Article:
Dublin People

Proposed phone mast in Ballyroan causes confusion among locals

Phone network Three Mobile have submitted a planning application to South Dublin County Council for the development of a 20-metre high phone mast in Ballyroan.

The proposal would see the mast be erected on the grounds of the Church of the Holy Spirit, in a residential area.

The application has caused controversy and confusion among the local community, with some questioning where the mast would be erected.

According to the application, the current 12-metre decommissioned chimney flue would be removed to make way for the mast which is located at the “Ballyroan Community & Youth Centre.”

However, the youth centre has refuted this, calling on South Dublin County Council to amend the details on the application.

“It has come to our attention that there is a planning application for a 20 metre multi-user telecommunications support structure (including antennas and dishes) listing BCYC as the location for the development,” the centre said in a statement.

“This is an error.

“BCYC are not responsible for the application and have not been consulted on the proposed development or location.

“The proposed structure is adjacent to the Cairde / Montessori play area just outside the grounds managed by BCYC which is owned by Ballyroan Parish.

“BCYC has written to the SDCC Planning Department to correct this error.”

It is understood that Ballyroan Parish and the Church of the Holy Spirit has leased out the land for the mast to be developed.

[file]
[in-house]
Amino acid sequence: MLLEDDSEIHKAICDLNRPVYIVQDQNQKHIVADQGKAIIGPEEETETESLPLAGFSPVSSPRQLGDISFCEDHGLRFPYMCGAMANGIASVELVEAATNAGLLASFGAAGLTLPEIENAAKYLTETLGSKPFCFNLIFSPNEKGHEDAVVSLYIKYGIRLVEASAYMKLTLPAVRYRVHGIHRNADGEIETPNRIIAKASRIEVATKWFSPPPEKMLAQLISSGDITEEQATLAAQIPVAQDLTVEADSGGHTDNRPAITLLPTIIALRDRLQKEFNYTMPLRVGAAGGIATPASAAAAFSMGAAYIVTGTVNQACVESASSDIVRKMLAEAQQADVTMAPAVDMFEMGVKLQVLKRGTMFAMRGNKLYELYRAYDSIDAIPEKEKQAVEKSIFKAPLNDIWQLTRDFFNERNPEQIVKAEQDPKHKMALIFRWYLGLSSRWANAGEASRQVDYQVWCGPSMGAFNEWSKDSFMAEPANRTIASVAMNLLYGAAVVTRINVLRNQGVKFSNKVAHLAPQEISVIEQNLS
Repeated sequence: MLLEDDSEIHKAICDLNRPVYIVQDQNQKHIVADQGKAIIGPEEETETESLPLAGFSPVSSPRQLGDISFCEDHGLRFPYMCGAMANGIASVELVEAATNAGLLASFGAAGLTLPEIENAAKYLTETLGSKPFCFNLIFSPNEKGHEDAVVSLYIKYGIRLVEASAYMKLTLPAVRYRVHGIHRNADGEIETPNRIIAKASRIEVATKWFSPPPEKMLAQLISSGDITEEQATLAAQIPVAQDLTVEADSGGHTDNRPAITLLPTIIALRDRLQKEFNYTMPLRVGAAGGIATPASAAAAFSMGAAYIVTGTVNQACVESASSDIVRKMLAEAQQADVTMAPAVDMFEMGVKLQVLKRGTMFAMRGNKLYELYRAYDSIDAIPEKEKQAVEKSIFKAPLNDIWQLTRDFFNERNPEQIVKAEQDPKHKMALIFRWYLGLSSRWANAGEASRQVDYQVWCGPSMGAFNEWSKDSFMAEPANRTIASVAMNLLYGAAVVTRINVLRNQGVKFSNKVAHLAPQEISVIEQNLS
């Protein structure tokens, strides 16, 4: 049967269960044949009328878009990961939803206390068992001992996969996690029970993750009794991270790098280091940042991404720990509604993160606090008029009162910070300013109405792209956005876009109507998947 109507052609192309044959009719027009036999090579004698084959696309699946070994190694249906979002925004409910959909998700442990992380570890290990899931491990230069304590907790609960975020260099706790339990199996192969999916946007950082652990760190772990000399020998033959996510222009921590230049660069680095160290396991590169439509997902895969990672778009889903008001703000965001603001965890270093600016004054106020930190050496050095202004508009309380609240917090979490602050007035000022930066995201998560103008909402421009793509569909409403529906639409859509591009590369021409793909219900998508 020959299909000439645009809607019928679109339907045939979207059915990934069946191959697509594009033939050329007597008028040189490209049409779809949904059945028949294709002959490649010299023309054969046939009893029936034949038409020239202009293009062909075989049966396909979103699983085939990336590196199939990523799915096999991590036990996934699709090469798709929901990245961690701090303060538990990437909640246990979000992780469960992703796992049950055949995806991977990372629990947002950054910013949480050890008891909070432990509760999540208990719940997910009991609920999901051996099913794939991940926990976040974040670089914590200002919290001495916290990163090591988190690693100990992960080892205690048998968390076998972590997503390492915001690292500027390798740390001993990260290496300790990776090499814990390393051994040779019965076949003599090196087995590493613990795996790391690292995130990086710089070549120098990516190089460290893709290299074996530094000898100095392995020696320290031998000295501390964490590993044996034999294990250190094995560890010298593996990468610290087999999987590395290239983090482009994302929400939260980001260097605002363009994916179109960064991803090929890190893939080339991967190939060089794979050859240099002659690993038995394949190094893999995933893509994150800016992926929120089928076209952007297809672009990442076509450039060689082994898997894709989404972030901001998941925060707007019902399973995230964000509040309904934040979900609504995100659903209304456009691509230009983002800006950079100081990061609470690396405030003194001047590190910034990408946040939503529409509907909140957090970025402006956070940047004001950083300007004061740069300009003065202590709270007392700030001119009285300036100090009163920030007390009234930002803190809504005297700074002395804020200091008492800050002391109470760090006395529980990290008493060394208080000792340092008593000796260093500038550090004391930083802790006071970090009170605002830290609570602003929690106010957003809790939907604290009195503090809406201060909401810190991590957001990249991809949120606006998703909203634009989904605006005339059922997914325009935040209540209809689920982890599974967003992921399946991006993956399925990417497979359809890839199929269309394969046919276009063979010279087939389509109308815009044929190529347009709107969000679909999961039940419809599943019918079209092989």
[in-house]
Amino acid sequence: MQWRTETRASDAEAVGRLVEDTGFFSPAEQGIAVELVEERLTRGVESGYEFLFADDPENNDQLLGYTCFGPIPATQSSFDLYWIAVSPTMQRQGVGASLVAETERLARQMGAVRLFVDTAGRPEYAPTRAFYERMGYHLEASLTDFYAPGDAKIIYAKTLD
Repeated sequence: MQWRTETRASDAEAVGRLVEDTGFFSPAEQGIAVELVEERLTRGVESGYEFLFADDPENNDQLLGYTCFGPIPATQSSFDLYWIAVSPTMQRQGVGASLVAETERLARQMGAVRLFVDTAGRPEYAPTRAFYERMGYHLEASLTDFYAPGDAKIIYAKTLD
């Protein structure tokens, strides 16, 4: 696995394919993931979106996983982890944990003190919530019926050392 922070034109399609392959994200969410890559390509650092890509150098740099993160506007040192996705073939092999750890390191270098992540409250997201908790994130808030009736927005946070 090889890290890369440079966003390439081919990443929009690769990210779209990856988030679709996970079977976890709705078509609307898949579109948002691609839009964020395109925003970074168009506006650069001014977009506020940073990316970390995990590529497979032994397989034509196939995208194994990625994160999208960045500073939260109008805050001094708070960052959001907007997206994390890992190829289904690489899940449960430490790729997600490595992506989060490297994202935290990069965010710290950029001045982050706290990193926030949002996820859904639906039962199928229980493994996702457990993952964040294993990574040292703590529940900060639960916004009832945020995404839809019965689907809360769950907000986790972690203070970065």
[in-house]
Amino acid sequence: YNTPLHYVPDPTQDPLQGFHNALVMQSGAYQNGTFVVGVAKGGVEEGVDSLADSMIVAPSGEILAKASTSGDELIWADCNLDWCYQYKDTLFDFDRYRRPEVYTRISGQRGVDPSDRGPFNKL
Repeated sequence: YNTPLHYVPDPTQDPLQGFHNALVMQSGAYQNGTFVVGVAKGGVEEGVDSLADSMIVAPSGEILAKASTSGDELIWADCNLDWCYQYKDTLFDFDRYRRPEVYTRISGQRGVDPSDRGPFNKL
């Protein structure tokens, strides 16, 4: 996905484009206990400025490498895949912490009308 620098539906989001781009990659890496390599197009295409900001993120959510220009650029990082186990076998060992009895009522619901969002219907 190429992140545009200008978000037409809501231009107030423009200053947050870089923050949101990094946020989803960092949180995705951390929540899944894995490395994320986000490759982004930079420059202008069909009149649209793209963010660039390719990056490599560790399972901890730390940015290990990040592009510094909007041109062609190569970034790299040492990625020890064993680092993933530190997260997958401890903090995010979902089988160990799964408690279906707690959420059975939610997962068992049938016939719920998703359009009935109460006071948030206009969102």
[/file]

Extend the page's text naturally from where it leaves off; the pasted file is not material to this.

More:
A submission made by local residents to South Dublin City Council was critical of the development, saying that it was unsuitable for the low-rise neighbourhood.

“The height of this tower at 20 metres is overbearing.

“The structure will be a very odd and dominant feature in the streetscape.

“It is three times the height of the dormer houses located to the west and east and twice the height of the surrounding two storey houses,” they said.

The residents also said that that around Dublin, there are no similar examples of such a phone mast being erected in residential areas.

“There are plenty of similar structures beside motorways and in industrial estates,” they said.

“It would set a precedent to allow this structure which resembles a scaffolding tower to be installed in any low-rise residential area, let alone here.”

The Butterfield Residents Association says it will be consulting with the community before submitting an observation to the council.

In a leaflet distributed the group, it said that: “The planning application states that the construction of this multi-user telecommunications mast will provide improved wireless broadband services in the area.

“However, it will have a significant impact on the street scape due to its height.

“We will be collating feedback from our members before making a submission to SDCC,” the group told Southside People.

It is understood that mobile signal in the neighbourhood is poor, with people complaining that phone calls drop in and out of connectivity.

Final date for submissions on the proposal is Wednesday, July 14 with a decision on the development due on Wednesday, August 4.

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